Wed. Jan. 27 9:30 PM-2:00 AM Women’s Semifinals ESPN2[Live]
Thur. Jan. 28 3:30 AM-6:00 AM Men’s Semifinals ESPN[Live]
Thur. Jan. 28 6:00 AM-2:00 PM Men’s & Women’s Semifinals Tennis Channel[Repeat]
Thur. Jan. 28 2:00 PM-6:00 PM Men’s Semifinals ESPN2[Repeat]
Thur. Jan. 28 6:00 PM-10:00 PM Men’s & Women’s Semifinals Tennis Channel[Repeat]
Thur. Jan. 28 11:00 PM-3:30 AM Mixed Doubles Semifinals/Women’s Doubles Final Tennis Channel[Live]
Fri. Jan. 29 3:30 AM-6:00 AM Men’s Semifinals ESPN[Live]
Fri. Jan. 29 6:00 AM-2:00 PM Men’s & Women’s Semifinals Tennis Channel[Repeat]
Fri. Jan. 29 2:00 PM-6:00 PM Men’s Semifinals ESPN2[Repeat]
Fri. Jan. 29 6:00 PM-3:00 AM Men’s Semifinals/Women’s Doubles Final Tennis Channel[Repeat]
Sat. Jan. 30 3:00 AM-5:30 AM Women’s Final ESPN[Live]
Sat. Jan. 30 5:30 AM-8:00 AM Men’s Doubles Final Tennis Channel[Live]
Sat. Jan. 30 9:00 AM-11:00 AM Women’s Final ESPN2[Repeat]
Sat. Jan. 30 11:00 AM-8:00 PM Men’s & Women’s Semifinals Tennis Channel[Repeat]
Sat. Jan. 30 8:00 PM-12:00 AM Women’s Final Tennis Channel[Repeat]
Sun. Jan. 31 12:00 AM-2:00 AM Mixed Doubles Final Tennis Channel[Live]
Sun. Jan. 31 3:00 AM-6:30 AM Men’s Final ESPN[Live]
Sun. Jan. 31 6:30 AM-9:00 AM Women’s Final Tennis Channel[Repeat]
Sun. Jan. 31 9:00 AM-2:00 PM Men’s Final ESPN2[Repeat]
Sun. Jan. 31 2:00 PM-8:00 PM Women’s Final/Men’s Semifinal Tennis Channel[Repeat]
Sun. Jan. 31 8:00 PM-12:00 AM Men’s Final Tennis Channel[Repeat]
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Serve Up the Holidays at the Nassau Tennis Club

The Nassau Tennis Club is serving up tennis cheer this holiday season with holiday camp, the perfect gift certificate and reduced holiday court rental rates.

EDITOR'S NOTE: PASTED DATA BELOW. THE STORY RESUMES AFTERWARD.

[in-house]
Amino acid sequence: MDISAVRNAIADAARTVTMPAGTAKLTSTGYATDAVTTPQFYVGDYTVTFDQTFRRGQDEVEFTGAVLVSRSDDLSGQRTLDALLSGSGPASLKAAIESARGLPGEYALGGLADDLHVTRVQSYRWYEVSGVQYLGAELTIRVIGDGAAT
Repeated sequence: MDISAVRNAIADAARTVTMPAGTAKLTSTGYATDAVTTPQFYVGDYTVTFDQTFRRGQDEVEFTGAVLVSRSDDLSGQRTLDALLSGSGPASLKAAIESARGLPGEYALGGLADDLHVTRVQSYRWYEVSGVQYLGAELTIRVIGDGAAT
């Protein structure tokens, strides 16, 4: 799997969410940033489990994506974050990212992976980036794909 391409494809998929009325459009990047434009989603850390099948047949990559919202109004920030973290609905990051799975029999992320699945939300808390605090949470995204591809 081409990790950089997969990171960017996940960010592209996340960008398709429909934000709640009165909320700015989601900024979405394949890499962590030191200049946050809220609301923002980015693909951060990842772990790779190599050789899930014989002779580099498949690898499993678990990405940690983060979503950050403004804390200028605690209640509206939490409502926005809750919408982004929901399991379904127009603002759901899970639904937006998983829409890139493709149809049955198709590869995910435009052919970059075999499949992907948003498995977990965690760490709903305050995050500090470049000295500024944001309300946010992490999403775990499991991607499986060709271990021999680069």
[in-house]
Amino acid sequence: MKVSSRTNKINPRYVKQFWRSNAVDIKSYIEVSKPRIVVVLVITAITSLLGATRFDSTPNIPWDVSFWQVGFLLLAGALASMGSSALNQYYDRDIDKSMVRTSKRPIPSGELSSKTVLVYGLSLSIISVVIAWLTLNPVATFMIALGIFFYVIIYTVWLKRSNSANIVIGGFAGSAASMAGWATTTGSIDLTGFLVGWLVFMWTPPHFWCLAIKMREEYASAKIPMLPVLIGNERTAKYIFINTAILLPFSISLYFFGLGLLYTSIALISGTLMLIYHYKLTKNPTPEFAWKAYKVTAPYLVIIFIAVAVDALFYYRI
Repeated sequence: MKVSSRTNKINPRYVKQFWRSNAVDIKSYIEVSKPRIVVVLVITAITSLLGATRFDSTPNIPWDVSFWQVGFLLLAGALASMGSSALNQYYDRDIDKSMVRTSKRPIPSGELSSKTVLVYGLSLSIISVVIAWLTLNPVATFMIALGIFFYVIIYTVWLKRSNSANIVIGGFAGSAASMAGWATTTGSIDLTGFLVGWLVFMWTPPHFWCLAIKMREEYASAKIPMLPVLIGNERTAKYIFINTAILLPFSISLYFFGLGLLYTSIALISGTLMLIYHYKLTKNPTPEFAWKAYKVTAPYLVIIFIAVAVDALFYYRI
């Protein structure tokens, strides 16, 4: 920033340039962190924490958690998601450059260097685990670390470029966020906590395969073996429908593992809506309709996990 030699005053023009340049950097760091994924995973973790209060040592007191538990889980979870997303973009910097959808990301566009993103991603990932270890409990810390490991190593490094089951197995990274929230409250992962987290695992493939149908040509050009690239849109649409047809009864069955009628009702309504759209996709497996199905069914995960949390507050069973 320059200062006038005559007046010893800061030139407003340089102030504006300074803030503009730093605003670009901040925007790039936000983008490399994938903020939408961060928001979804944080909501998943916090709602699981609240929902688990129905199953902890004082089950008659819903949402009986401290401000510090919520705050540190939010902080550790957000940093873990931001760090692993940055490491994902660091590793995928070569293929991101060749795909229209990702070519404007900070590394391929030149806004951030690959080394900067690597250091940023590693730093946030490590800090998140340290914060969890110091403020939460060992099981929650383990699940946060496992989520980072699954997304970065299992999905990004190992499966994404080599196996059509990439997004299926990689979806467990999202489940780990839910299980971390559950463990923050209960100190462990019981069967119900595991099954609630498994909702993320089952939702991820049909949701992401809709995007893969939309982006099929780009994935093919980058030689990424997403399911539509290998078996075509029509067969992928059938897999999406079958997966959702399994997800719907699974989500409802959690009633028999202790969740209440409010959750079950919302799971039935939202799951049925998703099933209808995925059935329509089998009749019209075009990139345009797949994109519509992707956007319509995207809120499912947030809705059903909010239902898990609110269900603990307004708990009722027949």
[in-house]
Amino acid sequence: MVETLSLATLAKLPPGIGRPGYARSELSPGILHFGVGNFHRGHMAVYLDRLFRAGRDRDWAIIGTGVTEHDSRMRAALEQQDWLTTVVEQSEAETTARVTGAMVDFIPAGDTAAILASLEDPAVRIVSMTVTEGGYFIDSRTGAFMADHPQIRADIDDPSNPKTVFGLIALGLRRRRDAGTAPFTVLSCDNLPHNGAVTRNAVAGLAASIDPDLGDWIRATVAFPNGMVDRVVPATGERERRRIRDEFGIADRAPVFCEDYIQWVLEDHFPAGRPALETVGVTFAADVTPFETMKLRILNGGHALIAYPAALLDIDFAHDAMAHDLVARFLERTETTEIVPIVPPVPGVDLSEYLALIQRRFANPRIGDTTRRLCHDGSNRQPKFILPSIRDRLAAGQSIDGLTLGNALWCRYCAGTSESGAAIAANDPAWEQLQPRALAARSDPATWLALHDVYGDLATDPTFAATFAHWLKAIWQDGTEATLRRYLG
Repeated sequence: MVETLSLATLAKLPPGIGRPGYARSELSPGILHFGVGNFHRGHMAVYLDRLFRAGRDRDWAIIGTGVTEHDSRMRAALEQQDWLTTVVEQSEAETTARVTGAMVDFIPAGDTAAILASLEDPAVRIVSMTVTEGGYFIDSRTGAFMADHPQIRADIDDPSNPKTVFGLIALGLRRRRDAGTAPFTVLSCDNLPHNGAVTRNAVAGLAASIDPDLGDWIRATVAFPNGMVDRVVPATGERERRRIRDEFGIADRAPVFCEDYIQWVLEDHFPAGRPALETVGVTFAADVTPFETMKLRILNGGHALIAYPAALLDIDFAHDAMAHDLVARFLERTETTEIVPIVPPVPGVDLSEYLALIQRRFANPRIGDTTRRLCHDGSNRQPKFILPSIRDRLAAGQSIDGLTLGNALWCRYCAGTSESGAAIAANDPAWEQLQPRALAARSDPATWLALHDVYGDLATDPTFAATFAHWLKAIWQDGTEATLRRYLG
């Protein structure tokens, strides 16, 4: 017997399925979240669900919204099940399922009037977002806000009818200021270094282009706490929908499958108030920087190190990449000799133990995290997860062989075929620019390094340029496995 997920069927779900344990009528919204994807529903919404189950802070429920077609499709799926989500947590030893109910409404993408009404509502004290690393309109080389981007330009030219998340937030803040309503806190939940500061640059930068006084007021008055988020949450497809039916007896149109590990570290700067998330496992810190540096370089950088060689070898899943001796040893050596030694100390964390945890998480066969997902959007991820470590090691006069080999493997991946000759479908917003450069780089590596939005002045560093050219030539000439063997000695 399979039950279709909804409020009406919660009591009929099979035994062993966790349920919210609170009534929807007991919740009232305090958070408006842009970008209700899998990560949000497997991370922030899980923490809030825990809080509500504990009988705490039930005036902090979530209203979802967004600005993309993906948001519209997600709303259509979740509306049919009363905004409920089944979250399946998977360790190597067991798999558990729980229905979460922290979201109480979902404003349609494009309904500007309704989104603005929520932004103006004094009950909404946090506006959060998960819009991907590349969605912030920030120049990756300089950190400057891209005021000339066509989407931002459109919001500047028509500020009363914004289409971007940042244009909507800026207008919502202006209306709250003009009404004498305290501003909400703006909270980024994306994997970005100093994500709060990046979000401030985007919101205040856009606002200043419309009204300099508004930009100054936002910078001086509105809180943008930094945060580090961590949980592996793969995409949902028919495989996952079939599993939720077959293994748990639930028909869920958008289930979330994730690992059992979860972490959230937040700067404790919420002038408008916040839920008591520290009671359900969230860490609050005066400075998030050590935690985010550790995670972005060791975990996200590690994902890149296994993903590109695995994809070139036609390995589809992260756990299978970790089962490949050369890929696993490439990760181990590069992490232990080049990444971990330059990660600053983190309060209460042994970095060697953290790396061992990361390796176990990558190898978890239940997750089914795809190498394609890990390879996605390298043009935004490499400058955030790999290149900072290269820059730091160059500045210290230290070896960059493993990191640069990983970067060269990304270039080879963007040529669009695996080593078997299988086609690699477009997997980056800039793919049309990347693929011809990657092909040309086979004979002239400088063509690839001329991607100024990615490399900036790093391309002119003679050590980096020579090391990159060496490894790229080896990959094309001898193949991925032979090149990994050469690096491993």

Looking for a fun way to keep your children active when they are home from school?  Nassau’s junior holiday tennis camp is available for children of all tennis abilities.  The junior holiday camp is held on December 24, 28, 29, 30 and 31 from 9 am – 12:30 pm.  Pizza lunch is provided.

New this year is Nassau’s Junior Team Tennis Event.  This three day co-ed competition is for junior’s 14-18 years old looking for a fun and competitive team experience.  The competition will be held on December 28, 29 & 30 from 4:30-8:30 pm.  Every player is guaranteed a singles and doubles match each day.  The winning team will advance to compete in the district championships this summer.  To learn more and register, visit www.NassauTennis.Net

Adult tennis players can also join in the fun with Nassau’s adult holiday camp – a high-energy, competitive practice session involving primarily “live ball” drills and point development situations — offered on December 21, 22 & 23 from 9:30-11:30 am and December 21, 22, 23, 28, 29 & 30 from 6 – 8 pm. 

The holiday cheer does not stop with holiday camp!  If you are looking for the perfect gift for the tennis fanatic in your life – a gift certificate from the Nassau Tennis Club is the perfect present.

Nassau Tennis Club will again offer holiday court rentals for only $29 per hour from December 21, 2015 – January 3, 2015.  Registration for the winter session clinics begins on December 14, 2015.

For more information and to register for Holiday Camp, visit www.NassauTennis.Net or call 908-359-8730

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Keys to Finding the Right Doubles Partner

One of the most important factors in being a successful doubles player is having the right partner.  Below are tips on what to look for and how to achieve success on the court.